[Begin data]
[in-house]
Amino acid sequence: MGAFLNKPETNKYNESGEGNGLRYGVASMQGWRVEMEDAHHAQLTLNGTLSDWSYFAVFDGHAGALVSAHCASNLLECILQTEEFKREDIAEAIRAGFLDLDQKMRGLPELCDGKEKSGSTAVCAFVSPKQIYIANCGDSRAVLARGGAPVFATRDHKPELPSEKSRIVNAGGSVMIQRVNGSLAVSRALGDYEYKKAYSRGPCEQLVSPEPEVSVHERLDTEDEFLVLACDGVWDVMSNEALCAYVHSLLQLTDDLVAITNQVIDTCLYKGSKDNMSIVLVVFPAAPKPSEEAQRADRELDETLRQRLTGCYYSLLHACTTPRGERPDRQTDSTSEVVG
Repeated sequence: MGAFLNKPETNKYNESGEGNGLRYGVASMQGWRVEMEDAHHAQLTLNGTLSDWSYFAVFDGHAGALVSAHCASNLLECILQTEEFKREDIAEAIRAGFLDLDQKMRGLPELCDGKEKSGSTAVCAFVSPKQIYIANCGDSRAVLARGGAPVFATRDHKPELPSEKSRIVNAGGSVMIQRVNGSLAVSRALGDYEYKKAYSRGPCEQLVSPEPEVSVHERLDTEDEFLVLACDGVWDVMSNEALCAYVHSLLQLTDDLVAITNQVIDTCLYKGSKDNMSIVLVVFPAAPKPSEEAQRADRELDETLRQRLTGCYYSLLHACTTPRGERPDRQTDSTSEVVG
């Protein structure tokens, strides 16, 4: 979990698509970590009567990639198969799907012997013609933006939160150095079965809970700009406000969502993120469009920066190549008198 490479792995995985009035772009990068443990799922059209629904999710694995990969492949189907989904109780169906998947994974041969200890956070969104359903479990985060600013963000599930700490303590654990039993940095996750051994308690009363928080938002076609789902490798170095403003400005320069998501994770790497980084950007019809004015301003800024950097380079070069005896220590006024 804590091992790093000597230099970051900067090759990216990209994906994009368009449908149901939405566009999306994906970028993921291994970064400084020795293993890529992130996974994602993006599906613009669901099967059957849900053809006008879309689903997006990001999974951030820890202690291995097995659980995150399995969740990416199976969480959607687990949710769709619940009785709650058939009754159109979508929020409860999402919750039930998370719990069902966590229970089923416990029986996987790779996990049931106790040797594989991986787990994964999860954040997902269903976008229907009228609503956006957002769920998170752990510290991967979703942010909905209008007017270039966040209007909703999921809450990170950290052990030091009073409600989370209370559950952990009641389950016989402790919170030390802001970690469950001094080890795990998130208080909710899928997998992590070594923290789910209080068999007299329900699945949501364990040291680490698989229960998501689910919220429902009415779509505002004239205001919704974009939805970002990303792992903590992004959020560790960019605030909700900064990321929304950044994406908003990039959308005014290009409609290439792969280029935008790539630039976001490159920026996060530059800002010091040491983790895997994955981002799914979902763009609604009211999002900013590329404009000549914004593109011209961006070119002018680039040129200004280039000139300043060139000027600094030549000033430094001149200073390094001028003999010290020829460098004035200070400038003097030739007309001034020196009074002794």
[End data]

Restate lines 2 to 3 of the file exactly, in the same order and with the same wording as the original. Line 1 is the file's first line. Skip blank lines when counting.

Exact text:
Amino acid sequence: MGAFLNKPETNKYNESGEGNGLRYGVASMQGWRVEMEDAHHAQLTLNGTLSDWSYFAVFDGHAGALVSAHCASNLLECILQTEEFKREDIAEAIRAGFLDLDQKMRGLPELCDGKEKSGSTAVCAFVSPKQIYIANCGDSRAVLARGGAPVFATRDHKPELPSEKSRIVNAGGSVMIQRVNGSLAVSRALGDYEYKKAYSRGPCEQLVSPEPEVSVHERLDTEDEFLVLACDGVWDVMSNEALCAYVHSLLQLTDDLVAITNQVIDTCLYKGSKDNMSIVLVVFPAAPKPSEEAQRADRELDETLRQRLTGCYYSLLHACTTPRGERPDRQTDSTSEVVG
Repeated sequence: MGAFLNKPETNKYNESGEGNGLRYGVASMQGWRVEMEDAHHAQLTLNGTLSDWSYFAVFDGHAGALVSAHCASNLLECILQTEEFKREDIAEAIRAGFLDLDQKMRGLPELCDGKEKSGSTAVCAFVSPKQIYIANCGDSRAVLARGGAPVFATRDHKPELPSEKSRIVNAGGSVMIQRVNGSLAVSRALGDYEYKKAYSRGPCEQLVSPEPEVSVHERLDTEDEFLVLACDGVWDVMSNEALCAYVHSLLQLTDDLVAITNQVIDTCLYKGSKDNMSIVLVVFPAAPKPSEEAQRADRELDETLRQRLTGCYYSLLHACTTPRGERPDRQTDSTSEVVG